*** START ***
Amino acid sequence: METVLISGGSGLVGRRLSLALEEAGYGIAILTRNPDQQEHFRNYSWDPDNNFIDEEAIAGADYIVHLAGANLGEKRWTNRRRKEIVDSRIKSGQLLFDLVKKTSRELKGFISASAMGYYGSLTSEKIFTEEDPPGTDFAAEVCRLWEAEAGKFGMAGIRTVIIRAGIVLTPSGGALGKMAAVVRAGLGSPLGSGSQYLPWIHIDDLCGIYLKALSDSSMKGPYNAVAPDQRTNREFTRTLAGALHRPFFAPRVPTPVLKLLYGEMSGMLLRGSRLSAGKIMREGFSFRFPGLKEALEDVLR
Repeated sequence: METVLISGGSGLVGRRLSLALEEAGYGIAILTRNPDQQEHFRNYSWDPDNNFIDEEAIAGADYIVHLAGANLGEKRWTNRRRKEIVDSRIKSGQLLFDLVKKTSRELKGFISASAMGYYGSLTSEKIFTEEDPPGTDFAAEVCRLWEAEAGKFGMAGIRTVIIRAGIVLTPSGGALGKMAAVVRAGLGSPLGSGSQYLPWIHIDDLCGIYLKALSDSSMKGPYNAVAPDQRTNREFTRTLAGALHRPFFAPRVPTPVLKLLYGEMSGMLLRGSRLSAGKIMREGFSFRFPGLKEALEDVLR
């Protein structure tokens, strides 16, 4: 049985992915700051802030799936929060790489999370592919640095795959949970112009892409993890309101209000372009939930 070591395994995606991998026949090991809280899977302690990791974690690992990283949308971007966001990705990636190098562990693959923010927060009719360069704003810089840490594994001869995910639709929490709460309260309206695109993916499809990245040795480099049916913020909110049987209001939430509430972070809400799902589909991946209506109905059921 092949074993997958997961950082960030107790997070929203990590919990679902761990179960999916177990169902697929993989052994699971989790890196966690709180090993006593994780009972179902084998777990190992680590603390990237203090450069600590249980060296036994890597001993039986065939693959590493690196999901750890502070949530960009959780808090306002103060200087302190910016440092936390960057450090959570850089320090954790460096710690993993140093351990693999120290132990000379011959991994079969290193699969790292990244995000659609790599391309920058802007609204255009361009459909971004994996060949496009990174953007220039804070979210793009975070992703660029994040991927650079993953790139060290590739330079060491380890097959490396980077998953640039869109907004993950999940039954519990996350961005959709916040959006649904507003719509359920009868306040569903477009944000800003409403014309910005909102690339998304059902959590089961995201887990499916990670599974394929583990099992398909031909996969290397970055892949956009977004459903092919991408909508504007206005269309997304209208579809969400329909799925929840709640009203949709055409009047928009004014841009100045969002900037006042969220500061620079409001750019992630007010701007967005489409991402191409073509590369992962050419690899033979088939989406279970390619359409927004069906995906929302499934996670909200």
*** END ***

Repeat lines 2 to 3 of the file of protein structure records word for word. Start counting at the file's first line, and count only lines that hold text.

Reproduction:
Repeated sequence: METVLISGGSGLVGRRLSLALEEAGYGIAILTRNPDQQEHFRNYSWDPDNNFIDEEAIAGADYIVHLAGANLGEKRWTNRRRKEIVDSRIKSGQLLFDLVKKTSRELKGFISASAMGYYGSLTSEKIFTEEDPPGTDFAAEVCRLWEAEAGKFGMAGIRTVIIRAGIVLTPSGGALGKMAAVVRAGLGSPLGSGSQYLPWIHIDDLCGIYLKALSDSSMKGPYNAVAPDQRTNREFTRTLAGALHRPFFAPRVPTPVLKLLYGEMSGMLLRGSRLSAGKIMREGFSFRFPGLKEALEDVLR
């Protein structure tokens, strides 16, 4: 049985992915700051802030799936929060790489999370592919640095795959949970112009892409993890309101209000372009939930 070591395994995606991998026949090991809280899977302690990791974690690992990283949308971007966001990705990636190098562990693959923010927060009719360069704003810089840490594994001869995910639709929490709460309260309206695109993916499809990245040795480099049916913020909110049987209001939430509430972070809400799902589909991946209506109905059921 092949074993997958997961950082960030107790997070929203990590919990679902761990179960999916177990169902697929993989052994699971989790890196966690709180090993006593994780009972179902084998777990190992680590603390990237203090450069600590249980060296036994890597001993039986065939693959590493690196999901750890502070949530960009959780808090306002103060200087302190910016440092936390960057450090959570850089320090954790460096710690993993140093351990693999120290132990000379011959991994079969290193699969790292990244995000659609790599391309920058802007609204255009361009459909971004994996060949496009990174953007220039804070979210793009975070992703660029994040991927650079993953790139060290590739330079060491380890097959490396980077998953640039869109907004993950999940039954519990996350961005959709916040959006649904507003719509359920009868306040569903477009944000800003409403014309910005909102690339998304059902959590089961995201887990499916990670599974394929583990099992398909031909996969290397970055892949956009977004459903092919991408909508504007206005269309997304209208579809969400329909799925929840709640009203949709055409009047928009004014841009100045969002900037006042969220500061620079409001750019992630007010701007967005489409991402191409073509590369992962050419690899033979088939989406279970390619359409927004069906995906929302499934996670909200």